Despite a substantial rise in the disbursement of funds year-on-year over the last few years from the National Bank for Agriculture and Rural Development (Nabard) under the Rural Infrastructure Development Fund (RIDF), the Karnataka government is lagging behind in utilising them. While Nabard has sanctioned a total of Rs 5,549.87 crore covering 27,299 projects to Karnataka under RIDF since its inception in 1995-96, the state government, as on date, has barely utilised Rs 3,491.47 crore, about 63 per cent of the total sanctions.
The reason for Karnataka’s slow progress in utilising RIDF was mainly on account of delay in submission of project reports to Nabard and a lack of emphasis on wide-ranging infrastructure projects by the state government.
Venkatesh Tagat, chief general manager, Nabard, said, “The pace of implementation of infrastructure projects by the state government has increased from 2006-07 onwards due to the state’s higher borrowing power and better capacity to monitor the projects. The basket of projects has also increased with inclusion of projects in the areas of animal husbandry, fisheries, sericulture and, large road and bridge projects.”
Nabard has been assisting state governments for creating rural infrastructure through loans under RIDF covering over 30 broad sectors relating to agriculture and rural development. Presently, Karnataka is 7th in the country in utilising funds under RIDF. Uttar Pradesh, Andhra Pradesh, Tamil Nadu and Rajasthan are in the forefront of using funds more effectively under the scheme. Each of them borrows in the range of Rs 1,000 crore annually, Tagat said.
Of the 16 tranches of RIDF projects sanctioned by Nabard till now, the Karnataka government borrowed funds for the first 12 tranches and is presently working to get funds disbursed for the remaining three tranches, he told Business Standard.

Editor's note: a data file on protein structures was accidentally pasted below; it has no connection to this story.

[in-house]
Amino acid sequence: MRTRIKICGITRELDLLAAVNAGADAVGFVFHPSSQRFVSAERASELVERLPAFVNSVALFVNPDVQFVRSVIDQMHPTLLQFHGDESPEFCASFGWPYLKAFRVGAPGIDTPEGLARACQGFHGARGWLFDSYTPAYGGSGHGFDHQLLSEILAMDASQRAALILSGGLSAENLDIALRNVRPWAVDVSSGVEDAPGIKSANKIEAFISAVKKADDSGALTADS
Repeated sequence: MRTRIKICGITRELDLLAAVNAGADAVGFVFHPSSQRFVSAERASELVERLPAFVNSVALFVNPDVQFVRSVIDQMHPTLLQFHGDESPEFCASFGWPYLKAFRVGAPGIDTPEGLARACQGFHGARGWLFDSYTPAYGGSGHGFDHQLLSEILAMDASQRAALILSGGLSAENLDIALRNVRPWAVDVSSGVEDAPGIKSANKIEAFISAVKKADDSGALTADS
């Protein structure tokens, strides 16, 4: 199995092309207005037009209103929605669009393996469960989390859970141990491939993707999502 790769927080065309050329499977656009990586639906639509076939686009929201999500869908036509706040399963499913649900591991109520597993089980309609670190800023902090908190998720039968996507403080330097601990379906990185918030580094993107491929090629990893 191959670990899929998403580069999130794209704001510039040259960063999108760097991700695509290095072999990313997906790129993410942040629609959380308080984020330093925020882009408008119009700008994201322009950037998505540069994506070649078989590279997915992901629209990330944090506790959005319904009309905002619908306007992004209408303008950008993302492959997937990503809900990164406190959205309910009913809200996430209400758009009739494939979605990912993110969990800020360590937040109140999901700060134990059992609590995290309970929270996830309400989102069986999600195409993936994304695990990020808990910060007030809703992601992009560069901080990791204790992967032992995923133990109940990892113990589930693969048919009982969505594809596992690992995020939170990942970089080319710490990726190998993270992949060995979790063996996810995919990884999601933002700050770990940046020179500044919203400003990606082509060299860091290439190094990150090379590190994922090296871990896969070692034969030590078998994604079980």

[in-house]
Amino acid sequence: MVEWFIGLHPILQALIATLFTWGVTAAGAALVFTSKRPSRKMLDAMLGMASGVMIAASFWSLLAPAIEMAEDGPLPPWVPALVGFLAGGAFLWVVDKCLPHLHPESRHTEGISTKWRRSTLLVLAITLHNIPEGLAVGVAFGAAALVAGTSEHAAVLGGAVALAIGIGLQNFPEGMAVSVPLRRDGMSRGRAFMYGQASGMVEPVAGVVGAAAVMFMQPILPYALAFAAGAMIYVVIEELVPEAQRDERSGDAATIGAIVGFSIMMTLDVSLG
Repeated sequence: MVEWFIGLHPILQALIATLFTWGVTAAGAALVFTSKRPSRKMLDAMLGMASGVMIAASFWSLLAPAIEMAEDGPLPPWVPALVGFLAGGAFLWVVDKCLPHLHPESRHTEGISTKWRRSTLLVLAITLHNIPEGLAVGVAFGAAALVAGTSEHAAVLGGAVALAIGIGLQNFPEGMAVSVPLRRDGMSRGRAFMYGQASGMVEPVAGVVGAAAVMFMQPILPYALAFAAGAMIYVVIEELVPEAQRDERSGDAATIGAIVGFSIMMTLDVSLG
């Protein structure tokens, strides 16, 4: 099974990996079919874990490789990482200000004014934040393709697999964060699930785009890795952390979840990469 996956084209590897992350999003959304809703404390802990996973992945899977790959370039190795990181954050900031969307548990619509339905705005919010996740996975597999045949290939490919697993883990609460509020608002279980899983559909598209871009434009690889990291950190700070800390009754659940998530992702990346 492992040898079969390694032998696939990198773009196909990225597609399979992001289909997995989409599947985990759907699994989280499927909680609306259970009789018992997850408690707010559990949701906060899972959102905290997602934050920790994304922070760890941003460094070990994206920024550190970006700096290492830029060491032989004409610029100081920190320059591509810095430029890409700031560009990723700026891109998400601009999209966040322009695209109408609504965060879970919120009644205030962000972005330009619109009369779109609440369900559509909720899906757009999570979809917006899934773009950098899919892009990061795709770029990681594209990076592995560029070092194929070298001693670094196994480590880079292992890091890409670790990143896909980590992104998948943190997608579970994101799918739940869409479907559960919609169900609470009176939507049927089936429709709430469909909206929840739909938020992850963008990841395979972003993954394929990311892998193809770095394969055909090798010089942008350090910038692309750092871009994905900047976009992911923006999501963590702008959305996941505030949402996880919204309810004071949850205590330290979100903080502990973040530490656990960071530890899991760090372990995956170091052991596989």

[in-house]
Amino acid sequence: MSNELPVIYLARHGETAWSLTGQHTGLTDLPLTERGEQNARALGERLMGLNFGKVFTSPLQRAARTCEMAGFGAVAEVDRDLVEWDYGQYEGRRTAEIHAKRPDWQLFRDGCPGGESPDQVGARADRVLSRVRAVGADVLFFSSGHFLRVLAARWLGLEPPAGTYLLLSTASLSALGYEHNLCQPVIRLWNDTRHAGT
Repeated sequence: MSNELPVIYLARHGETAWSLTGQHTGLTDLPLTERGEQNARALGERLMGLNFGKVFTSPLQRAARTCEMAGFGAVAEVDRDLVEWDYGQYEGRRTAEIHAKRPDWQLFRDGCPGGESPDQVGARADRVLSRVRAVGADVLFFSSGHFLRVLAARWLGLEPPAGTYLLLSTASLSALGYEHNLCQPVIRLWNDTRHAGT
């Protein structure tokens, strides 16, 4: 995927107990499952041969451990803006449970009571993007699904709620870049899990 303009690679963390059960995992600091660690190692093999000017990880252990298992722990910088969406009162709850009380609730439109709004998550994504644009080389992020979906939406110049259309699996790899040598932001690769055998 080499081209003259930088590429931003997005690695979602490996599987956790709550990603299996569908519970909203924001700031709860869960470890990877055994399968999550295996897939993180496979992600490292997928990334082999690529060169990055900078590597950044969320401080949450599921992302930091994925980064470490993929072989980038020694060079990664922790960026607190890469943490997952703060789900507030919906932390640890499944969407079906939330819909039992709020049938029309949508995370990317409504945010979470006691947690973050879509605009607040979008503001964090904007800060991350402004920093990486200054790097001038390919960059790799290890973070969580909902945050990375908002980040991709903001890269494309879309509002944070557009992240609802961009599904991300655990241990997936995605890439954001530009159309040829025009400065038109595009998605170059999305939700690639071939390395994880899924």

However, it will take another two to three years for the state government to submit project reports and get the funds disbursed under the tranches 13-15, even as the 16th tranche commenced recently, he said.
The credit utilisation rate was 90 per cent from one to 10 tranches and disbursements were going on for tranches between 11 and 15. So far, disbursement in the 11th tranche was 87 per cent while it was 65 per cent in the 12th tranche, he added.
Disbursal of funds under RIDF has been increasing to the state government over the last few years. For example, the state got Rs 200 crore in 2006-07, Rs 333 crore in 2007-08, Rs 453 crore in 2008-09. For 2009-10, the state received Rs 610 crore, about 5 per cent of the funds disbursed across the country. For 2010-11, Nabard has estimated that it will sanction Rs 850 crore as against the target of Rs 1,140 crore budgeted by the government, Tagat said.
Over the last 14 years, the corpus of RIDF has gone up to Rs 98,000 crore (including Rs 12,000 crore under Bharath Nirman Programme — a separate window for rural roads) through accretions under various tranches of RIDF. For 2009-10, Nabard spent Rs 12,000 crore across the country and aims to spend Rs 16,000 crore during 2010-11.
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